Everyone on the Wild has their own personal memories of March 12, 2020.

All the players reported to Xcel Energy Center that morning with the Wild set to play the Vegas Golden Knights that night.

Obviously, that game never happened, as the NHL decided to suspend its season due to COVID-19 concerns.

“I remember getting to the rink and (director of team operations Andrew Heydt) told me I had to go home,” winger Jordan Greenway said. “I just bounced and I went home. I didn’t really ask any questions to be honest. It was a lot of uncertainty. I had no idea what was going on. I don’t think many other guys did.”

More than 10 months have passed, and the Wild finally returned to their home arena on Friday. They started their day with a morning skate and ended it with a scrimmage.

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“Haven’t been in such a big arena for such a long time,” center Joel Eriksson Ek said. “It just feels weird without fans. It’s different. We have to find ways to get going within the team, and I’m sure we will. We are working hard every day, so we are really excited to get back.”

Asked why the Wild decided to hold the scrimmage at night rather than during the day, coach Dean Evason said it had everything to do with routine. He wanted his players to get used to reporting to the rink in the morning, going through their routine in the afternoon, and getting ready to play at night.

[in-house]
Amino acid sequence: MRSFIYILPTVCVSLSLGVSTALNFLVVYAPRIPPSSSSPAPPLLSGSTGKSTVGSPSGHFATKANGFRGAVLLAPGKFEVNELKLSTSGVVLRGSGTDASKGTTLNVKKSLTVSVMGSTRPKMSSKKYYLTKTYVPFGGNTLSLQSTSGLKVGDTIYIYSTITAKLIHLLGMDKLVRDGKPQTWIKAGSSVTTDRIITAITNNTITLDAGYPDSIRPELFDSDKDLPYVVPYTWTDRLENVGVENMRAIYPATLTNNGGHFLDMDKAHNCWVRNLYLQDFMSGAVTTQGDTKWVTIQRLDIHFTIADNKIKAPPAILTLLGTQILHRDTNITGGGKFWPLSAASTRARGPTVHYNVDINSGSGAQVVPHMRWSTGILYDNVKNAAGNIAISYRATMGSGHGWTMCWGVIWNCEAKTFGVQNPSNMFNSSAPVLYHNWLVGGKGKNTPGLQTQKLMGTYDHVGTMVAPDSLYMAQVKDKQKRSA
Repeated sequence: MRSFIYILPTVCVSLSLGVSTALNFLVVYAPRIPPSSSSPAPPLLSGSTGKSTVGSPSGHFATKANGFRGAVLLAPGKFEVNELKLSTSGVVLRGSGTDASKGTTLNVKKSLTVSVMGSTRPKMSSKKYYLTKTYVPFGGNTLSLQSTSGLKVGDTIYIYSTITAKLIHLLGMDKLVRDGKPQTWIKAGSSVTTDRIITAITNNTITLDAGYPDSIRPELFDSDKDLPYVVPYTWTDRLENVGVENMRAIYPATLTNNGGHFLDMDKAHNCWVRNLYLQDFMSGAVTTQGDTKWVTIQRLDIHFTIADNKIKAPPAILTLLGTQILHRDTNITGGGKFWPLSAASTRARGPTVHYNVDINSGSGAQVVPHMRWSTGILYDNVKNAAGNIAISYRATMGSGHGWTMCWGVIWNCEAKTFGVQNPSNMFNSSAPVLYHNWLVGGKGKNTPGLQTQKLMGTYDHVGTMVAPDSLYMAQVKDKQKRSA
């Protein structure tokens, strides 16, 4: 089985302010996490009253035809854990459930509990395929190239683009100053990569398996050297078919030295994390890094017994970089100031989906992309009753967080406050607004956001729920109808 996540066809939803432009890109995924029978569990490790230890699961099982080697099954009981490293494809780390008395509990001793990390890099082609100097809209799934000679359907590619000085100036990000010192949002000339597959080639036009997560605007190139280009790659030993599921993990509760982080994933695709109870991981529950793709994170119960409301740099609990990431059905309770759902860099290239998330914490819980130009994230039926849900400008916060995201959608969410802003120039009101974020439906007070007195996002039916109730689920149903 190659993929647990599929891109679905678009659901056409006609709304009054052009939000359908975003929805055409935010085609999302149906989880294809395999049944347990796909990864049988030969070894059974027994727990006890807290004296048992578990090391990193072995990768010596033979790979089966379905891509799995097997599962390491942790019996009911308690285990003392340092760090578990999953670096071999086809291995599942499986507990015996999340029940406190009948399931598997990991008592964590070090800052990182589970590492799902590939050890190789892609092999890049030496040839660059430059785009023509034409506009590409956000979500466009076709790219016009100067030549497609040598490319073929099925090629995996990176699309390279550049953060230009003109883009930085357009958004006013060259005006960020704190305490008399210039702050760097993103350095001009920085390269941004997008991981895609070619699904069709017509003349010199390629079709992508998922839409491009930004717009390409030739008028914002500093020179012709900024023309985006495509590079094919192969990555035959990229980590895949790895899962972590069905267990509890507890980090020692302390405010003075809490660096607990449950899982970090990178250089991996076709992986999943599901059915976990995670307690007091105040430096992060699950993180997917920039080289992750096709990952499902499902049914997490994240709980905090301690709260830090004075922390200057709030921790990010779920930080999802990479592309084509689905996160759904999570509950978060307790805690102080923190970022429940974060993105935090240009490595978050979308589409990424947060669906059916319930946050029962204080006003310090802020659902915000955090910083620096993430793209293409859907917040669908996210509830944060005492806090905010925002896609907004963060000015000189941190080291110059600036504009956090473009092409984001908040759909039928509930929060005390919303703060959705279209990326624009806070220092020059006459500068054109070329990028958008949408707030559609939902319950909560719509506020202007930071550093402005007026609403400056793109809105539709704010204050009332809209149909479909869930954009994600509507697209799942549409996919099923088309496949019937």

“Just get that feel, get that buzz, get that excitement of coming to play for a home game,” Evason said. “It’s 100 percent about routine.”

Here are five things we learned from the scrimmage.


Kirill Kaprizov has made a habit of doing something impressive pretty much every day of training camp. Whether it’s a ridiculous saucer pass through traffic, or a nasty shootout move, the Russian winger has absolutely lived up to the hype. He continued that trend on Friday night, accepting a pass from defenseman Ryan Suter at the blue line, racing past a number of defenders like they were standing still, and completely undressing goaltender Kaapo Kahkonen in the crease. The kid can play.


The pieces are in place for the No. 1 power play to produce. You’ve got Kaprizov, Zach Parise, and Kevin Fiala in front, to go along with Matt Dumba and Jared Spurgeon in back. That’s some serious offensive firepower on paper, though that didn’t necessarily translate to the scrimmage. In total, the Wild went through about 10 straight minutes of work on the power play, initially, with both units struggling to find the back of the net. The highlight came later in the night as Kaprizov found Parise in close for a beautiful goal.


While it’s tough to put too much stock into the scrimmage, goaltender Cam Talbot looked pretty darn good. That’s a good sign for the Wild as he takes over for longtime goaltender Devan Dubnyk between the pipes. The most encouraging thing about Talbot’s night was how calm he looked in the crease. He effortlessly gloved down a bevy of shots 5 on 5 and completely stymied any scoring chances on the power play. Can he do it in a real game against a real team? That’s the question.


Sure, it might not be the sexiest combination, but the line with Victor Rask centering Nico Sturm and Ryan Hartman might actually work. They were pretty impressive as a trio during the scrimmage, scoring a pretty goal when Hartman hammered home a one-timer following a pinpoint pass from Rask. If that wasn’t enough, Sturm was extremely responsible in both zones, looking very much like someone that could take over at center at some point down the road.


Unfortunately for the Wild, they didn’t get out of the scrimmage unscathed on the injury front. With a little more than 10 minutes to play, winger Marcus Johansson fell awkwardly after tripping over fellow winger Connor Dewar in the corner. That left Johansson in a great deal of pain, and while he skated off the ice under his own power, he immediately retreated down the tunnel.